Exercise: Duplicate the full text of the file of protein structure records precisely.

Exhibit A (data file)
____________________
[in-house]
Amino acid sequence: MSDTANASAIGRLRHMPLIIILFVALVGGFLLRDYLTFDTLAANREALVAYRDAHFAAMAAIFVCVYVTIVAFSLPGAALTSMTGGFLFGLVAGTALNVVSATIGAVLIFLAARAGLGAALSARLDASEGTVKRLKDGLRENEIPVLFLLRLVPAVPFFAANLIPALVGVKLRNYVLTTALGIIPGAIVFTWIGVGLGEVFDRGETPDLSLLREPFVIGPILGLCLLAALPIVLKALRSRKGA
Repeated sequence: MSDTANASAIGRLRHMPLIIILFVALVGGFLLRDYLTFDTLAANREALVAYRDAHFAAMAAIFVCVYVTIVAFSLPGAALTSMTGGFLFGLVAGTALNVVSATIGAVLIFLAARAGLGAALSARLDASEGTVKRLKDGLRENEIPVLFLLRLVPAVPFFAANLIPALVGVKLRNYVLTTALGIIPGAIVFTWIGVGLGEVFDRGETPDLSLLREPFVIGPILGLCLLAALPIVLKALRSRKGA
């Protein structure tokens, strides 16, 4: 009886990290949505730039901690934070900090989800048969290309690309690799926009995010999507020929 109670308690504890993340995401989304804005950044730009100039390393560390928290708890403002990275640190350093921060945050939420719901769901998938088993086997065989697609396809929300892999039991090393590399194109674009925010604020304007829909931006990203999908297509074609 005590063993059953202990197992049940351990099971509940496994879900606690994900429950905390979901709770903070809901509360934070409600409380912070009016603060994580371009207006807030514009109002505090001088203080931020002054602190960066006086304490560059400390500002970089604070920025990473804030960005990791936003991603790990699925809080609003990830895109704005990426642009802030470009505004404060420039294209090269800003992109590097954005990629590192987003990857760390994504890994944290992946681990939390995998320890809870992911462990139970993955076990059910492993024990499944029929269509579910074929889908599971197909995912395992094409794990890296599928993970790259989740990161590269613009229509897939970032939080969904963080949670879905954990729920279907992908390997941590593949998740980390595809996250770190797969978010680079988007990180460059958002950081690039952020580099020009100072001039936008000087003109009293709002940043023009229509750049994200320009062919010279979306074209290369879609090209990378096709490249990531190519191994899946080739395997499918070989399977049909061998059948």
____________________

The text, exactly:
[in-house]
Amino acid sequence: MSDTANASAIGRLRHMPLIIILFVALVGGFLLRDYLTFDTLAANREALVAYRDAHFAAMAAIFVCVYVTIVAFSLPGAALTSMTGGFLFGLVAGTALNVVSATIGAVLIFLAARAGLGAALSARLDASEGTVKRLKDGLRENEIPVLFLLRLVPAVPFFAANLIPALVGVKLRNYVLTTALGIIPGAIVFTWIGVGLGEVFDRGETPDLSLLREPFVIGPILGLCLLAALPIVLKALRSRKGA
Repeated sequence: MSDTANASAIGRLRHMPLIIILFVALVGGFLLRDYLTFDTLAANREALVAYRDAHFAAMAAIFVCVYVTIVAFSLPGAALTSMTGGFLFGLVAGTALNVVSATIGAVLIFLAARAGLGAALSARLDASEGTVKRLKDGLRENEIPVLFLLRLVPAVPFFAANLIPALVGVKLRNYVLTTALGIIPGAIVFTWIGVGLGEVFDRGETPDLSLLREPFVIGPILGLCLLAALPIVLKALRSRKGA
């Protein structure tokens, strides 16, 4: 009886990290949505730039901690934070900090989800048969290309690309690799926009995010999507020929 109670308690504890993340995401989304804005950044730009100039390393560390928290708890403002990275640190350093921060945050939420719901769901998938088993086997065989697609396809929300892999039991090393590399194109674009925010604020304007829909931006990203999908297509074609 005590063993059953202990197992049940351990099971509940496994879900606690994900429950905390979901709770903070809901509360934070409600409380912070009016603060994580371009207006807030514009109002505090001088203080931020002054602190960066006086304490560059400390500002970089604070920025990473804030960005990791936003991603790990699925809080609003990830895109704005990426642009802030470009505004404060420039294209090269800003992109590097954005990629590192987003990857760390994504890994944290992946681990939390995998320890809870992911462990139970993955076990059910492993024990499944029929269509579910074929889908599971197909995912395992094409794990890296599928993970790259989740990161590269613009229509897939970032939080969904963080949670879905954990729920279907992908390997941590593949998740980390595809996250770190797969978010680079988007990180460059958002950081690039952020580099020009100072001039936008000087003109009293709002940043023009229509750049994200320009062919010279979306074209290369879609090209990378096709490249990531190519191994899946080739395997499918070989399977049909061998059948």